Each and every
Each and every are similar in meaning. It is often possible to use both each or every.
• Each time (or every time) I see you, you look different.
• There's a telephone in each room (or every room) of the house.
But each and every are not exactly the same. Read below to see:
|We use each when we think of things separately, one by one.
• Study each sentence carefully. (= study the sentences one by one)
Each is more usual for a small number:
• There were four books on the table. Each book was a different colour.
• (in a card game) At the beginning of the game, each player has three cards.
|We use every when we think of things as a group. The meaning is similar to all.
• Every sentence must have a subject. (= all sentences in general)
Every is more usual for a large number:
• Carol loves reading. She has read every book in the library. (= all the books)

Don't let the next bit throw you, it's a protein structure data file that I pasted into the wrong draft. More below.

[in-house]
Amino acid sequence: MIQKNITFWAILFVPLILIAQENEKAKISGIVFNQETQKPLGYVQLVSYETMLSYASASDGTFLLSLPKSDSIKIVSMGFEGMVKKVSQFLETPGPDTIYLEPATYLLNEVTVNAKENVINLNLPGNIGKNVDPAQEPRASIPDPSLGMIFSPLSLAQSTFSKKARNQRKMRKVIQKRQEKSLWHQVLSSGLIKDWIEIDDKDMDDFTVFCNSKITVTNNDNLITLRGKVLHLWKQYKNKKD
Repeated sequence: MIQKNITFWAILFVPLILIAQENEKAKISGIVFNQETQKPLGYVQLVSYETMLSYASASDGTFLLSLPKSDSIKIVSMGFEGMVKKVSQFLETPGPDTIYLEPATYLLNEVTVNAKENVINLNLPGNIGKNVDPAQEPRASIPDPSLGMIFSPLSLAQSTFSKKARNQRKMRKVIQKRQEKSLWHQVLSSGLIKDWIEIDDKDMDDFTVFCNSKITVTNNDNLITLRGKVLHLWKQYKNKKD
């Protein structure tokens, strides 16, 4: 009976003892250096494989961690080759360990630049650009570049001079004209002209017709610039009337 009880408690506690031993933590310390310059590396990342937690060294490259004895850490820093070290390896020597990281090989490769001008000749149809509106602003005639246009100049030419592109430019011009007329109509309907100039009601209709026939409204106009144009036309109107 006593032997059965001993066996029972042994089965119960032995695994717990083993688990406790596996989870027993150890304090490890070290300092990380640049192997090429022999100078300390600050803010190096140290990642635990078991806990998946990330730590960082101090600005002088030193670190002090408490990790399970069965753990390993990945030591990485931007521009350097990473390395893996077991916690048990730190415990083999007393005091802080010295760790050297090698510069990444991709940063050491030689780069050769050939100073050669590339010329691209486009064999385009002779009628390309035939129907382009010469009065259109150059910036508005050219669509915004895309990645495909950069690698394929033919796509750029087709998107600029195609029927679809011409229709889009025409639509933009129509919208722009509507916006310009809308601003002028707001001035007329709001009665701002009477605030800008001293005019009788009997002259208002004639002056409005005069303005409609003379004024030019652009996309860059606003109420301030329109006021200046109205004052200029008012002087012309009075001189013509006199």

• I would like to visit every country in the world. (= all the countries)
Important: each (but not every) can be used for two things:
• In a football match, each team has 11 players. (not "every team")
We use every (not each) to say how often something happens:
• "How often do you go shopping?" " Every day" (not "each day")
• There's a bus every ten minutes. (not "each ten minutes")
Compare the structures we use with each and every:
|You can use each with a noun:
each book each student
You can use each alone (without a noun):
Or you can use each one:
You can say each of (the.../these... etc.):
• Each of the books is a different color.
Also each of us/you/them:
|You can use every with a noun:
every book every student
You can say every one (but not every alone):
• "hHave you read all these books?" "Yes, every one."
You can say every one of... (but not "every of...")
• I've read every one of those books. (not " every of those books")
• I've read every one of them.
You can also use each in the middle or at the end of a sentence. For example:
• The students were each given a book. (= Each student was given a book)
• These oranges cost 25 pence each.
Difference between: Everyone and every one
Everyone (one word) is only for people (= everybody).
Every one (two words) is for things or people, and is similar to each one:
• Everyone enjoyed the party. (= everybody...)
• He is invited to lots of parties and he goes to every one. (= to every party)